The sky on Mars has a wind of ultraviolet light that pulses as it moves across the red planet. This phenomenon is similar to Earth’s aurora borealis events, lasting from sunset until midnight, and NASA has created a new animation using data obtained from an instrument on the MAVEN spacecraft to demonstrate what it might look like to future astronauts in orbit. That is, it’s what they would see if it wasn’t invisible to the naked human eye.
“The ultraviolet glow comes mostly from an altitude of about 70 kilometers (approximately 40 miles), with the brightest spot about a thousand kilometers (approximately 600 miles) across, and is as bright in the ultraviolet as Earth’s northern lights,” explained Zac Milby, a researcher at the University of Colorado’s Laboratory for Atmospheric and Space Physics (LASP).
Milby is one of several other LASP scientists that published a recent study on the ‘nightglow’ data in the journal JGR Space Physics. The team analyzed two Martian years’ worth of images taken by the Imaging Ultraviolet Spectrograph (IUVS) on the Mars Atmosphere and Volatile Evolution (MAVEN) mission spacecraft to find the reported wind and UV emission behavior. “The MAVEN spacecraft orbiting Mars has obtained a new type of imaging data which reveals the effects of global‐scale winds and waves in the upper atmosphere,” the study’s Plain Language Summary details.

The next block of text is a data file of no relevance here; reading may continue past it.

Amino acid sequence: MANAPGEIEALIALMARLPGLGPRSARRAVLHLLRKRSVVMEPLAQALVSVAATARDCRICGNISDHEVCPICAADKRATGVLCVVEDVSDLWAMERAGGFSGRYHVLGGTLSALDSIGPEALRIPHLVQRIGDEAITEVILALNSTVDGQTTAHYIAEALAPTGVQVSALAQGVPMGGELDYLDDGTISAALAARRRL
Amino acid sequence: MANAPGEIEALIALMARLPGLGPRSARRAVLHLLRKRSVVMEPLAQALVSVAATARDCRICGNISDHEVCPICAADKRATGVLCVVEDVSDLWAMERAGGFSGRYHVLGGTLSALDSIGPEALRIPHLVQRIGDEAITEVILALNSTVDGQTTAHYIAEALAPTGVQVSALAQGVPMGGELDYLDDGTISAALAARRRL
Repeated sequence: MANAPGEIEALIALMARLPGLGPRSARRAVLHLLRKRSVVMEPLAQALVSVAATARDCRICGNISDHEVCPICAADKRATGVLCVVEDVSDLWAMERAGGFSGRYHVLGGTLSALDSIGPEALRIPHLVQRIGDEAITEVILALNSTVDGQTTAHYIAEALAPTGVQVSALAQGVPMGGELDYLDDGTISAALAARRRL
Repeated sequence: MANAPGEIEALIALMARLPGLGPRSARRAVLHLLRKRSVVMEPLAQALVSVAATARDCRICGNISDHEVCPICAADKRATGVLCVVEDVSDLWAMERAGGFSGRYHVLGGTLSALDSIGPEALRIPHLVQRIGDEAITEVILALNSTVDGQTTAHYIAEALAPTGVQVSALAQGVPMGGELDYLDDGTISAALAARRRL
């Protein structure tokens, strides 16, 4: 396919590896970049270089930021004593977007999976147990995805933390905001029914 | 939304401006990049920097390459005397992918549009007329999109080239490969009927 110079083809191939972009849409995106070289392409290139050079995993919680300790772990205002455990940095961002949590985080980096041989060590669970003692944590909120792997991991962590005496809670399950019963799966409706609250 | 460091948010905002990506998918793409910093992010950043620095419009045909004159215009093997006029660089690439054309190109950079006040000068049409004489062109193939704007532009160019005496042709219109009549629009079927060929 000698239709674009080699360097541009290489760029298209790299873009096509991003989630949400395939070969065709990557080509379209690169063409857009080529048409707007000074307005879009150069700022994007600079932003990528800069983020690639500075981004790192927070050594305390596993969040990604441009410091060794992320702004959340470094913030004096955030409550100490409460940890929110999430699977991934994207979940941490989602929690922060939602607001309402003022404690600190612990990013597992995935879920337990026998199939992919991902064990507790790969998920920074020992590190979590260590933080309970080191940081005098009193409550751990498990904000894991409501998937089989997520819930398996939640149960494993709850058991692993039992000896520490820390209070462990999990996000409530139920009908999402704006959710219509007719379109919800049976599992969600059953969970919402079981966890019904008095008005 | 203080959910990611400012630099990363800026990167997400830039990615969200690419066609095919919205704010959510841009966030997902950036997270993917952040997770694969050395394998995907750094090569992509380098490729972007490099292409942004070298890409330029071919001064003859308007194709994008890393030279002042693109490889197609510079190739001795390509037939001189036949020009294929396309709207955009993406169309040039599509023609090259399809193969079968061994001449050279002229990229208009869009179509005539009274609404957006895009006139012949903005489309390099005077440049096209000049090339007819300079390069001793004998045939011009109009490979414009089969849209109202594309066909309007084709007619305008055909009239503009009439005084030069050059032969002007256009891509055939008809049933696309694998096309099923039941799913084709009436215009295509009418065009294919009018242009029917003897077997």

With a mission to Mars in the near-term travel plans for both NASA and SpaceX, learning as much as possible about the planet’s atmosphere is essential. Preparations for both on-site scientific study and astronaut safety will need to incorporate the Martian ground conditions, so studies like this one provide very important and relevant data. The recent findings also demonstrate the importance of cooperative international efforts in exploring deep space, namely because MAVEN wasn’t the first spacecraft to demonstrate the existence of the ‘nightglow’ phenomenon. Rather, the European Space Agency’s Mars Express orbiter mission revealed it in 2003, leading the path for follow up and further study.
It may also be interesting to note that although Mars-based astronauts may not be able to see the UV aurora-type nightglow with their normal eyesight, instruments could likely come into play to overcome such limitations. We already have commercially available UV cameras on Earth, for instance. There’s even a UV camera smartphone add-on that one could see being used on Mars to watch the glow show in a similar fashion to augmented reality starfinders on the market.
Of course, much more science-oriented UV cameras would likely accompany any travelers to the planet, but it’s fun to imagine what may be available to more tourist-types or even Martian colonists some day.
You can watch a video of NASA’s animation of the UV nightglow wind on Mars below: